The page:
By Niel Vaughan
The desire for health and longevity is a crucial evolutionary driver, and it’s being used to exploit us.
Big business sells false promises in the form of nutraceutical supplements and health foods in an opaque, poorly-regulated industry. How do they do it? With doubt wrapped up in false logic, using dubious claims that seem sound when taken at face value. Not to mention their claims of being “all-natural” and side-effect-free. If I take Omega-3 supplements they might just give me risk-free health and longevity. Who really knows, but why not?
Walk into any modern pharmacy and behind the counter you’ll see medicine that has passed the scrutiny of clinical science. Meanwhile, shelves and shelves throughout the store contain myriad alternative supplements with “mights” and “may’s” on their labels. These products have not met the high scientific standards we expect from pharmaceuticals. But where money can be made, rules will bend.
Although Australia’s Therapeutic Goods Administration is meant to regulate unscientific health claims on consumer goods, they can merely make a tiny dent in the behemoth that is the nutraceutical industry. From small scale producers hawking “probiotic” kombucha (kombucha is not probiotic) and orange juice that will “boost your immune system”, to huge pill corporations like Suisse, the open food market is a veritable alternative free-for-all.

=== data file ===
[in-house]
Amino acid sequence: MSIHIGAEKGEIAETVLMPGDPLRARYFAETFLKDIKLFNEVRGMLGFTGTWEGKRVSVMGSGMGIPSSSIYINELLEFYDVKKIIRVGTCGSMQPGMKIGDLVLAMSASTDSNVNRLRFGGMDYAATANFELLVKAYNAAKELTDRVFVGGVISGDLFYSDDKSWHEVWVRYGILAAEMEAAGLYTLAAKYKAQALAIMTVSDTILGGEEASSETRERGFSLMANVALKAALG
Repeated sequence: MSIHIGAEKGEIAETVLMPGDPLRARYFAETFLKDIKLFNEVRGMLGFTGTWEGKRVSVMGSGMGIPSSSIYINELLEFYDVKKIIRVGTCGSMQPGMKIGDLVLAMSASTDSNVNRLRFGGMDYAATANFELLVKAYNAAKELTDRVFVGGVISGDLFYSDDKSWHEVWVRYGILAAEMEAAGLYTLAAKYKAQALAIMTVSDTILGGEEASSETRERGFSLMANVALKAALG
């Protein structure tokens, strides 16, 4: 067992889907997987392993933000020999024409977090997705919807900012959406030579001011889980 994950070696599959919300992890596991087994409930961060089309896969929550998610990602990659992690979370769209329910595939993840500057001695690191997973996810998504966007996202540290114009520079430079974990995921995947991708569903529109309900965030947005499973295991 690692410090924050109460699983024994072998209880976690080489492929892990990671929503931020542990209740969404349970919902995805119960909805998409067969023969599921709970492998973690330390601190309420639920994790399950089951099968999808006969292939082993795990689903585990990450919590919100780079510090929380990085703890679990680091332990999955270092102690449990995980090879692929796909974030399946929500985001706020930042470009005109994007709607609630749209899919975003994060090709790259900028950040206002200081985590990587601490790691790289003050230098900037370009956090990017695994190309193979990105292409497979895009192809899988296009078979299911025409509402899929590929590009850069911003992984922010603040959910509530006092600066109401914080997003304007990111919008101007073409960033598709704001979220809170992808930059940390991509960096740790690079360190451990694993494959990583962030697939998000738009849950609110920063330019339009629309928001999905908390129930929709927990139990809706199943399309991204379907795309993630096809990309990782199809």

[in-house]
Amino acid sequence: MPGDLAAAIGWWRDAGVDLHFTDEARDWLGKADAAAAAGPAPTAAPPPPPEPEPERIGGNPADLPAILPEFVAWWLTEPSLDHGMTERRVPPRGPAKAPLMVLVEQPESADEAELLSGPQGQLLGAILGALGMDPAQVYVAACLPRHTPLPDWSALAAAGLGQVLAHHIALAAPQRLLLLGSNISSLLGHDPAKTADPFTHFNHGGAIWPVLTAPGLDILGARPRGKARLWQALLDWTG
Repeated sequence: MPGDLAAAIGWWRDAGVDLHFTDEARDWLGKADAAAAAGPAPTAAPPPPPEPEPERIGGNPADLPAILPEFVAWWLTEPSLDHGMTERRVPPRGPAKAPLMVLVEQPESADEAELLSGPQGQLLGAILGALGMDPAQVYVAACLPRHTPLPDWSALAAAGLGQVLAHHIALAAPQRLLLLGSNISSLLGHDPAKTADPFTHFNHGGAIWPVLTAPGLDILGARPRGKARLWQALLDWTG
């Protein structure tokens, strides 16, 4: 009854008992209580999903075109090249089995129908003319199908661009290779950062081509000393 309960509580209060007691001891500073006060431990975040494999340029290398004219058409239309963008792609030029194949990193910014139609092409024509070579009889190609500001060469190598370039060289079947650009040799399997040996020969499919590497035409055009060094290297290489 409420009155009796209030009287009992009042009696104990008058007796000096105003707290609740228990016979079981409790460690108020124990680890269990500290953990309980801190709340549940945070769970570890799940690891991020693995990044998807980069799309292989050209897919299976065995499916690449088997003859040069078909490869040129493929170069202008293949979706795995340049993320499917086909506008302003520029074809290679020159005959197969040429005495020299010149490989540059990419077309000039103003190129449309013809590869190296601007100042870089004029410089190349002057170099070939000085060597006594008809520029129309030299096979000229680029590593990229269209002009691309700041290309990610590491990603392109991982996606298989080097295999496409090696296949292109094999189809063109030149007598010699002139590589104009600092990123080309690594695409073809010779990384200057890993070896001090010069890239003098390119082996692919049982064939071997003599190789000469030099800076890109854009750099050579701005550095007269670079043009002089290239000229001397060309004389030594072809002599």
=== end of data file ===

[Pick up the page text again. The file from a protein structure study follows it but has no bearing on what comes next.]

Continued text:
Part of the reason is that the field of nutrition science is plagued by historical blunders, based on the fact that food is notoriously difficult to study. There are a few reasons for this. Naturally-produced foods consist of large combinations of compounds, and their interactions with other foods in the diet are complex. Science is about distilling and moving towards a singularity. Food is always in combination; think of the chemistry of wine, pasta and garlic, for instance. In terms of the multitudinous number of combinations, we simply do not yet have the models, frameworks or computation to charter a narrative from hard data.
Nutraceutical and health food businesses target the food shopping basket. Not the disease or illness aisles- it’s safer to hide in the margins of doubt. Maybe omega-3 and lycopene help with brain and cell development and fight prostate cancer. But the standards of clinical and empirical proof have proven too high for most nutraceuticals to get the scientific stamp of approval.
Why do we scoff at marginally higher prices of good healthy food, but not blink when shelling out hundreds of dollars for unproven dietary supplements? When it comes to our health, why would we rather listen to an uneducated chef like Pete Evans than to public health nutrition policy based on best-evidence research? It all comes down to predatory marketing.
Let’s open our eyes and not blindly pursue health and longevity, which have complex factors working together for an end result. Throw out those supplements. Eat real food. Eat seasonal local produce. Mostly plants. Move a lot. Get involved in your community. These are scientifically proven (and free) ways to live long and prosper!
I would like the thank Dr. Miin Chan (MBBS, BMedSc, PhD) @drchans for her insight and help in writing this article.
Niel Vaughan is a journalist and web developer who reads and writes on the intersections of Food, Science and People.